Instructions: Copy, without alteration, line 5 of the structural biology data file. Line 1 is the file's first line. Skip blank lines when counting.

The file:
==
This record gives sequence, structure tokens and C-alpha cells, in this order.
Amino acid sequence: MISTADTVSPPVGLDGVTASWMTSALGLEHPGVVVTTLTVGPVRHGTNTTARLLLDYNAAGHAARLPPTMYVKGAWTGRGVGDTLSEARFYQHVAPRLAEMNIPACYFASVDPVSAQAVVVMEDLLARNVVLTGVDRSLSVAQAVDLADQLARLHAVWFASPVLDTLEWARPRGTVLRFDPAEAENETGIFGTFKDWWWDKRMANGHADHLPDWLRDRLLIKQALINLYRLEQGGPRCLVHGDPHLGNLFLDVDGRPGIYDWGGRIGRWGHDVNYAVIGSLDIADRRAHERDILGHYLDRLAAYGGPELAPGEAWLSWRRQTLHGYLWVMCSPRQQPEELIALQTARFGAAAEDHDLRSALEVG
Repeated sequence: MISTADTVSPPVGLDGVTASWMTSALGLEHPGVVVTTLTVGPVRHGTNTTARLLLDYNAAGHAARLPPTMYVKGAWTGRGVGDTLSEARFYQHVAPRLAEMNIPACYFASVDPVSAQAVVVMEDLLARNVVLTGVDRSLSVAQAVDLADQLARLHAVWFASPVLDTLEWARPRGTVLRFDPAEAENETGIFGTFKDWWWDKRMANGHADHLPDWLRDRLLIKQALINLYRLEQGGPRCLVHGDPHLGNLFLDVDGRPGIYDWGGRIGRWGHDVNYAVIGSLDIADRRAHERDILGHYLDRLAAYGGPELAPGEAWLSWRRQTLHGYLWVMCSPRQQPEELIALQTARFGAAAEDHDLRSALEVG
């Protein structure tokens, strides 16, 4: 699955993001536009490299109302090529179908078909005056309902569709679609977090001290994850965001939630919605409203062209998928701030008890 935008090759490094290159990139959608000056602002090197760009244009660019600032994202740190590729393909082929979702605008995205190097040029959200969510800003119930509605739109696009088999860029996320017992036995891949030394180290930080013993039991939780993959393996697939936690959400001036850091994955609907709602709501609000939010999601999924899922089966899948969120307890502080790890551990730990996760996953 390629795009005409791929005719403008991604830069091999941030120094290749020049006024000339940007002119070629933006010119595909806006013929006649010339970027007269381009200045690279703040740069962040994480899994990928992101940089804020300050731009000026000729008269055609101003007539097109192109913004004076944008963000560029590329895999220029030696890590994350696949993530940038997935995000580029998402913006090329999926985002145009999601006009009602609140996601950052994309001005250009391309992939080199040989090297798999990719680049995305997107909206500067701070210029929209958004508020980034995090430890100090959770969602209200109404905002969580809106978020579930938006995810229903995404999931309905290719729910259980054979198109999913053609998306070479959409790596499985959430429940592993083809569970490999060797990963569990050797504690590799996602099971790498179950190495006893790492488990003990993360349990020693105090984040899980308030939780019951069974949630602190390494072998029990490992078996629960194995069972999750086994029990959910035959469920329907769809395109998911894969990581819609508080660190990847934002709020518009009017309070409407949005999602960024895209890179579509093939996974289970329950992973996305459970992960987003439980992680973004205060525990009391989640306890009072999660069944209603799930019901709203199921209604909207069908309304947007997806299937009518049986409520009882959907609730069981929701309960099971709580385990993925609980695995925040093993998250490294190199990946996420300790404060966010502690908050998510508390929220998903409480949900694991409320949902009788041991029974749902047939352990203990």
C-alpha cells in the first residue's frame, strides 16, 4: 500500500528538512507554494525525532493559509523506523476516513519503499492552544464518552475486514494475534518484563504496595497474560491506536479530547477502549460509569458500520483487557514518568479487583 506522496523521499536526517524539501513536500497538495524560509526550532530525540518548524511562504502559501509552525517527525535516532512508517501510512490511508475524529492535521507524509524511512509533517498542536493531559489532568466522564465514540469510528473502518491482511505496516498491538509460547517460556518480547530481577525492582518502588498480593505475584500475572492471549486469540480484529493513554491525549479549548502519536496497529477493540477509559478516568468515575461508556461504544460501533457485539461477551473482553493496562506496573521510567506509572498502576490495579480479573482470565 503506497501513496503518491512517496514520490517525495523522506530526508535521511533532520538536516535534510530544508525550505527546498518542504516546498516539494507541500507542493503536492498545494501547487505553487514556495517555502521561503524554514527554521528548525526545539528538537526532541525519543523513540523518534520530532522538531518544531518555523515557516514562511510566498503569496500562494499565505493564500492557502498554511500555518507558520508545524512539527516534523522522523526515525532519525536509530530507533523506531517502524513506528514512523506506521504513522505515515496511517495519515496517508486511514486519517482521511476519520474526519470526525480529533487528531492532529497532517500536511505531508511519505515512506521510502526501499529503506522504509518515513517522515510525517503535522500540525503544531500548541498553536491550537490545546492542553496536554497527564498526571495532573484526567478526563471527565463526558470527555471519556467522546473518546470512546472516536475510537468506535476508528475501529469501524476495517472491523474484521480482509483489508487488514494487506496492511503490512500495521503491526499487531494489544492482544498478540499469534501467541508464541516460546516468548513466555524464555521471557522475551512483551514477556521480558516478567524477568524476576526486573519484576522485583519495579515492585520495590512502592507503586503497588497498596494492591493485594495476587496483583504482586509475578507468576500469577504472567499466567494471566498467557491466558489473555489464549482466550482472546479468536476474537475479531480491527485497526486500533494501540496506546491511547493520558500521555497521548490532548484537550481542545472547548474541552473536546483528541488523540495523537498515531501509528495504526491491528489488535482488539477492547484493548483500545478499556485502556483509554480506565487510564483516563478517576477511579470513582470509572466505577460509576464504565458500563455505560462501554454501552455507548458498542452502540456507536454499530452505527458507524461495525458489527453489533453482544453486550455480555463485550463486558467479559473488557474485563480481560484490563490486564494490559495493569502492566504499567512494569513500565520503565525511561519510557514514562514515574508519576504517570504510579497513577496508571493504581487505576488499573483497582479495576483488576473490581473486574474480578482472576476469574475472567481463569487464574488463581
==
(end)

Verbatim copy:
C-alpha cells in the first residue's frame, strides 16, 4: 500500500528538512507554494525525532493559509523506523476516513519503499492552544464518552475486514494475534518484563504496595497474560491506536479530547477502549460509569458500520483487557514518568479487583 506522496523521499536526517524539501513536500497538495524560509526550532530525540518548524511562504502559501509552525517527525535516532512508517501510512490511508475524529492535521507524509524511512509533517498542536493531559489532568466522564465514540469510528473502518491482511505496516498491538509460547517460556518480547530481577525492582518502588498480593505475584500475572492471549486469540480484529493513554491525549479549548502519536496497529477493540477509559478516568468515575461508556461504544460501533457485539461477551473482553493496562506496573521510567506509572498502576490495579480479573482470565 503506497501513496503518491512517496514520490517525495523522506530526508535521511533532520538536516535534510530544508525550505527546498518542504516546498516539494507541500507542493503536492498545494501547487505553487514556495517555502521561503524554514527554521528548525526545539528538537526532541525519543523513540523518534520530532522538531518544531518555523515557516514562511510566498503569496500562494499565505493564500492557502498554511500555518507558520508545524512539527516534523522522523526515525532519525536509530530507533523506531517502524513506528514512523506506521504513522505515515496511517495519515496517508486511514486519517482521511476519520474526519470526525480529533487528531492532529497532517500536511505531508511519505515512506521510502526501499529503506522504509518515513517522515510525517503535522500540525503544531500548541498553536491550537490545546492542553496536554497527564498526571495532573484526567478526563471527565463526558470527555471519556467522546473518546470512546472516536475510537468506535476508528475501529469501524476495517472491523474484521480482509483489508487488514494487506496492511503490512500495521503491526499487531494489544492482544498478540499469534501467541508464541516460546516468548513466555524464555521471557522475551512483551514477556521480558516478567524477568524476576526486573519484576522485583519495579515492585520495590512502592507503586503497588497498596494492591493485594495476587496483583504482586509475578507468576500469577504472567499466567494471566498467557491466558489473555489464549482466550482472546479468536476474537475479531480491527485497526486500533494501540496506546491511547493520558500521555497521548490532548484537550481542545472547548474541552473536546483528541488523540495523537498515531501509528495504526491491528489488535482488539477492547484493548483500545478499556485502556483509554480506565487510564483516563478517576477511579470513582470509572466505577460509576464504565458500563455505560462501554454501552455507548458498542452502540456507536454499530452505527458507524461495525458489527453489533453482544453486550455480555463485550463486558467479559473488557474485563480481560484490563490486564494490559495493569502492566504499567512494569513500565520503565525511561519510557514514562514515574508519576504517570504510579497513577496508571493504581487505576488499573483497582479495576483488576473490581473486574474480578482472576476469574475472567481463569487464574488463581